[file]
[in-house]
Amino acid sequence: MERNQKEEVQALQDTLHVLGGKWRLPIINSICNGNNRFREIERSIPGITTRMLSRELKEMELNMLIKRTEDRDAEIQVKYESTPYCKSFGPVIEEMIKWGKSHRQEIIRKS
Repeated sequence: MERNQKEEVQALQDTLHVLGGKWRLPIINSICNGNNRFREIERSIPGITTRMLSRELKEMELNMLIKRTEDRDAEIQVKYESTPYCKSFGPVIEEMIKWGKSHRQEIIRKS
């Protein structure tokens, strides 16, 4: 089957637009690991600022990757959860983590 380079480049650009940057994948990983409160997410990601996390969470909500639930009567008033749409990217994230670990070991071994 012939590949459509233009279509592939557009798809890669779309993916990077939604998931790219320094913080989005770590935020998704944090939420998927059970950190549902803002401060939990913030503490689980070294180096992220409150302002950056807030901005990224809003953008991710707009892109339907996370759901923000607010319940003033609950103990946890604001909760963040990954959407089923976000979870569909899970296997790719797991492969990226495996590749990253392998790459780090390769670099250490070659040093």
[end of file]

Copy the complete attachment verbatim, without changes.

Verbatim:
[in-house]
Amino acid sequence: MERNQKEEVQALQDTLHVLGGKWRLPIINSICNGNNRFREIERSIPGITTRMLSRELKEMELNMLIKRTEDRDAEIQVKYESTPYCKSFGPVIEEMIKWGKSHRQEIIRKS
Repeated sequence: MERNQKEEVQALQDTLHVLGGKWRLPIINSICNGNNRFREIERSIPGITTRMLSRELKEMELNMLIKRTEDRDAEIQVKYESTPYCKSFGPVIEEMIKWGKSHRQEIIRKS
């Protein structure tokens, strides 16, 4: 089957637009690991600022990757959860983590 380079480049650009940057994948990983409160997410990601996390969470909500639930009567008033749409990217994230670990070991071994 012939590949459509233009279509592939557009798809890669779309993916990077939604998931790219320094913080989005770590935020998704944090939420998927059970950190549902803002401060939990913030503490689980070294180096992220409150302002950056807030901005990224809003953008991710707009892109339907996370759901923000607010319940003033609950103990946890604001909760963040990954959407089923976000979870569909899970296997790719797991492969990226495996590749990253392998790459780090390769670099250490070659040093």